"I stand in awe of Tim Powers's recent work, but I must confess my secret love for The Drawing of the Dark.  Powers was one of the first to put fantasy back in the city where it belongs! If you're sick of endless quests through murky woods and lonely mountains, this is the place to start."
--ELLEN KUSHNER
   Author of Swordspoint

"Tim Powers is like no other. Tim Powers is granite where others are shale. Tim Powers chuckles like a river at night. Tim Powers is like a butterfly hovering at the pin, ruminating, eyebrow cocked, over the dancing angels. Tim Powers is not like any other, now and far into tomorrow."
--ALGIS BUDRYS
   Editor of Tomorrow

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Customer Reviews

4.7 out of 5 stars
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Top Customer Reviews

Format: Paperback
Here's an unheralded classic, returned to print after a decade on the shelf, which is simply one of the more marvelous fantasies out there. I was simply spellbound by this book.
A brief description of this novel tends to emphasize what's not important about this novel. There are several important things here that make this a delight.
First, simply, are the characters. Brightly drawn and lovable, be they knaves or heroes. The texture and dialog do not (as many fantasy novels do) evoke modern Americans, even though there is no dialect used.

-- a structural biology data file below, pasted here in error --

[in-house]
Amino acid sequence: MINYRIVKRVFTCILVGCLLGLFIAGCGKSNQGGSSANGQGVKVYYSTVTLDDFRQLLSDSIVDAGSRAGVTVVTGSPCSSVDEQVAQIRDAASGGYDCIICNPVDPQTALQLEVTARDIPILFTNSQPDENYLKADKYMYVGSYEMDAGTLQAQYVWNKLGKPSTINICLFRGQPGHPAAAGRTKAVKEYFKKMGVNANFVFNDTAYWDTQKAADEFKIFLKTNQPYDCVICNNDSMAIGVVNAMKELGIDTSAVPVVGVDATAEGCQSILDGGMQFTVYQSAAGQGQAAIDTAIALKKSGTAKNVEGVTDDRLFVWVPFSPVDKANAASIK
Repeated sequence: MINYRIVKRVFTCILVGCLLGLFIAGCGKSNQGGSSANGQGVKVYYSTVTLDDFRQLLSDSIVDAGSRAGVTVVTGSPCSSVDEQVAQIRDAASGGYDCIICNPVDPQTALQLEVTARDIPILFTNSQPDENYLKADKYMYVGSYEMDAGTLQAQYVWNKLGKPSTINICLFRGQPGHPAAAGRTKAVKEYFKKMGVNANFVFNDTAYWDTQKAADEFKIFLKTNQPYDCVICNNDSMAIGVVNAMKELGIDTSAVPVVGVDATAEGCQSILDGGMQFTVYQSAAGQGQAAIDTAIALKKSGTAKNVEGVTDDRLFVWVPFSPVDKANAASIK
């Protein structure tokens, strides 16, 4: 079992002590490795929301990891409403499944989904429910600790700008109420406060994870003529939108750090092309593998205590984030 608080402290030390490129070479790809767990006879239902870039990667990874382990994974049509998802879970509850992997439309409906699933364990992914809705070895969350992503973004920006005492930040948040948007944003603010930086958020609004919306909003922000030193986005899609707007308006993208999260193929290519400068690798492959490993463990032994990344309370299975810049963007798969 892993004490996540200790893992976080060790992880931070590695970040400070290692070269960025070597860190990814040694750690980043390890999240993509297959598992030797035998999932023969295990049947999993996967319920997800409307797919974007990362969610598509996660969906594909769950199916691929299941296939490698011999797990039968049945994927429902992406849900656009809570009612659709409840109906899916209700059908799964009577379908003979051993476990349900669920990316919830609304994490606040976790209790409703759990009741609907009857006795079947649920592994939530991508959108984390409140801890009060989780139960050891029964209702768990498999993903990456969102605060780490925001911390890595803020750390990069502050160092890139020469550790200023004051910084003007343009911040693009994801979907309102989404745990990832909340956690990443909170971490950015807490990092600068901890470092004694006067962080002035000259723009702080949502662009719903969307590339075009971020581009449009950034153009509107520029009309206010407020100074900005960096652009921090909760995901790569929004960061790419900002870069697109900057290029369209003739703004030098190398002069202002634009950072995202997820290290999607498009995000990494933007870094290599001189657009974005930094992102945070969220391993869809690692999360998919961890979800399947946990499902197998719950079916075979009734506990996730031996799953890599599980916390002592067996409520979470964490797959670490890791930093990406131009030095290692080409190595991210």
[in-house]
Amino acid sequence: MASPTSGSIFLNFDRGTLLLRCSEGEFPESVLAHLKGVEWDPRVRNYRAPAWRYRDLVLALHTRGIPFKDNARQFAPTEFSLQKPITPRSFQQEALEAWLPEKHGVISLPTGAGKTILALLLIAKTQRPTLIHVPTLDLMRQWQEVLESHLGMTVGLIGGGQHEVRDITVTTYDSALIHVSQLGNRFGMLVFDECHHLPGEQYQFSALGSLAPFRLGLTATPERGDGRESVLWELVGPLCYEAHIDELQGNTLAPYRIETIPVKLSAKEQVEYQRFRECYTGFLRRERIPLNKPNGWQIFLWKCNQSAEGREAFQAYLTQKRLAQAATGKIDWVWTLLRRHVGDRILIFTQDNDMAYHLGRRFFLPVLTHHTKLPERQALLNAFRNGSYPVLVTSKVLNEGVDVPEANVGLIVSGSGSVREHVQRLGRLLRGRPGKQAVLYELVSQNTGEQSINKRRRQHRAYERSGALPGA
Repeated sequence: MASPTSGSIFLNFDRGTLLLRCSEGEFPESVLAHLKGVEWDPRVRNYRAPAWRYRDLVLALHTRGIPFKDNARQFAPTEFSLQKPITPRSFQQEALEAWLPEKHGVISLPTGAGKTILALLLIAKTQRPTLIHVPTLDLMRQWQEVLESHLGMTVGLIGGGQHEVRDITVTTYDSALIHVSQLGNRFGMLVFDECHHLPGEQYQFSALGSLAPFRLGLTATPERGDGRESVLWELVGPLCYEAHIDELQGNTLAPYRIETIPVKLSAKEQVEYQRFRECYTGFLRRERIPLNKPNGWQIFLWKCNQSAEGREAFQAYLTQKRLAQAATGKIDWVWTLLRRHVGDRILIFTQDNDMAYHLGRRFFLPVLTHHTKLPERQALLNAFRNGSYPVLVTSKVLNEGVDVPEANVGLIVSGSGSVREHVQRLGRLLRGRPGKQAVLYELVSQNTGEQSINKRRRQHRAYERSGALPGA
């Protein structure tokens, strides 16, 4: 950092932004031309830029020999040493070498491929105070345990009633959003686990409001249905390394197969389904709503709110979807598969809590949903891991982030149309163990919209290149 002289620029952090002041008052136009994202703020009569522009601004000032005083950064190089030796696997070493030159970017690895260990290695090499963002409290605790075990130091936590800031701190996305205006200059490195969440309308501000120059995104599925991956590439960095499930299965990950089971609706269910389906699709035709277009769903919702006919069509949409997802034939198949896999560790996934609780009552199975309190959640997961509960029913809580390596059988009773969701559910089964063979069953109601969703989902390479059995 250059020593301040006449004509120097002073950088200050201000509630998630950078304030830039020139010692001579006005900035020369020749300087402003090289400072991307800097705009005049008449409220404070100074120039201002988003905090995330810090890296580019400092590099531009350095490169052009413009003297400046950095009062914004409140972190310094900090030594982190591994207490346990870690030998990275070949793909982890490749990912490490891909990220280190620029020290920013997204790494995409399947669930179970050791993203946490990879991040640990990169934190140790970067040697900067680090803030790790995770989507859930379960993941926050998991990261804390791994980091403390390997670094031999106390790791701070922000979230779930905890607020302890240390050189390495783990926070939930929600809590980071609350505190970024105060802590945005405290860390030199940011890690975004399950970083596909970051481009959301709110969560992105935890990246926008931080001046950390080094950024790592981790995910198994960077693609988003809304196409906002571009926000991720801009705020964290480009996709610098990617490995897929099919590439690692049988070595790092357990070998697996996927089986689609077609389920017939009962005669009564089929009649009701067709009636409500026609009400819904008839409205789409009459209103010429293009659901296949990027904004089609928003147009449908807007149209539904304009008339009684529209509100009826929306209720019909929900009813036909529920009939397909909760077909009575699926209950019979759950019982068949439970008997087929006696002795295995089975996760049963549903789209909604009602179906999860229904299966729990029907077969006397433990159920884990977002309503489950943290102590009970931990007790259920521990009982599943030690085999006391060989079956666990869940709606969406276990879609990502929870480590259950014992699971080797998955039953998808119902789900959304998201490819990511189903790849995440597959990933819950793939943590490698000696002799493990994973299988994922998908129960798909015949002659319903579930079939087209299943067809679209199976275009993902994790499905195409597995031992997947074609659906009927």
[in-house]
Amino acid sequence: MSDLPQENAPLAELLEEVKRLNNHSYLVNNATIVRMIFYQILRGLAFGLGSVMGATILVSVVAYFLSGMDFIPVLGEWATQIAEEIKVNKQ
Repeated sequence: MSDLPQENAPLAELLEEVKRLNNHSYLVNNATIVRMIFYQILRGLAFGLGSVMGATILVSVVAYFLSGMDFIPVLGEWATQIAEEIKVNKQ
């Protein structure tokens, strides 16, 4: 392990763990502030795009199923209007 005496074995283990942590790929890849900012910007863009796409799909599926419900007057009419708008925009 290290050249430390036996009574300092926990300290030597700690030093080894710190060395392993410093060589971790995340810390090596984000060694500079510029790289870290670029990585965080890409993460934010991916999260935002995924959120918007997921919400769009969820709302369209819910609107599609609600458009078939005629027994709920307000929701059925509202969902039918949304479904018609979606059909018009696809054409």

Second is the feel for medieval Europe, history, and realism (in what is a rather fanciful novel). Although this novel features such things as dwarves, dervishes, King Arthur, Merlin, Excaliber, the Fisher King, Norse gods, etc., the sheer realism of the novel never is pierced.
Third is the delight that infuses the whole work. Why the title alone is at least triple entendre, if not quadruple. I mean: how can you dislike a work who's central premise is that Western civilization is based in no small part on quality beer?
So by now it is obvious that I love this book. If you like books such as Silverlock or Brunner's Traveller in Black, I think you'll be enchanted by this gem.
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Format: Paperback
Tim Powers has a magical way of finding an odd piece of historical trivia with a little bit of mystery shrouding it, and weaving a fantastic story of mystical forces and occult arts around it.
The story revolves around one Brian Duffy, and brings to the surface such mythological characters as the Irish hero Finn Mac Cool, Sigmund, King Arthur, and Dionysus. Powers seems to love the myth of the Fisher King, and this has been a recurring theme through many of his novels.
It is obvious that this is one of his earlier works, a lack of depth can be felt in the historical details as well as the writing style. But the plot is an engaging one - this author is wildly creative. The Drawing of the Dark is an easier read than some of his other works, and quite entertaining.
If you love what he does with the Fisher King storyline, read Last Call, Expiration Date, and Earthquake Weather. If you enjoy his habit of weaving an occult story around historical fact, make sure you read Declare.
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Format: Paperback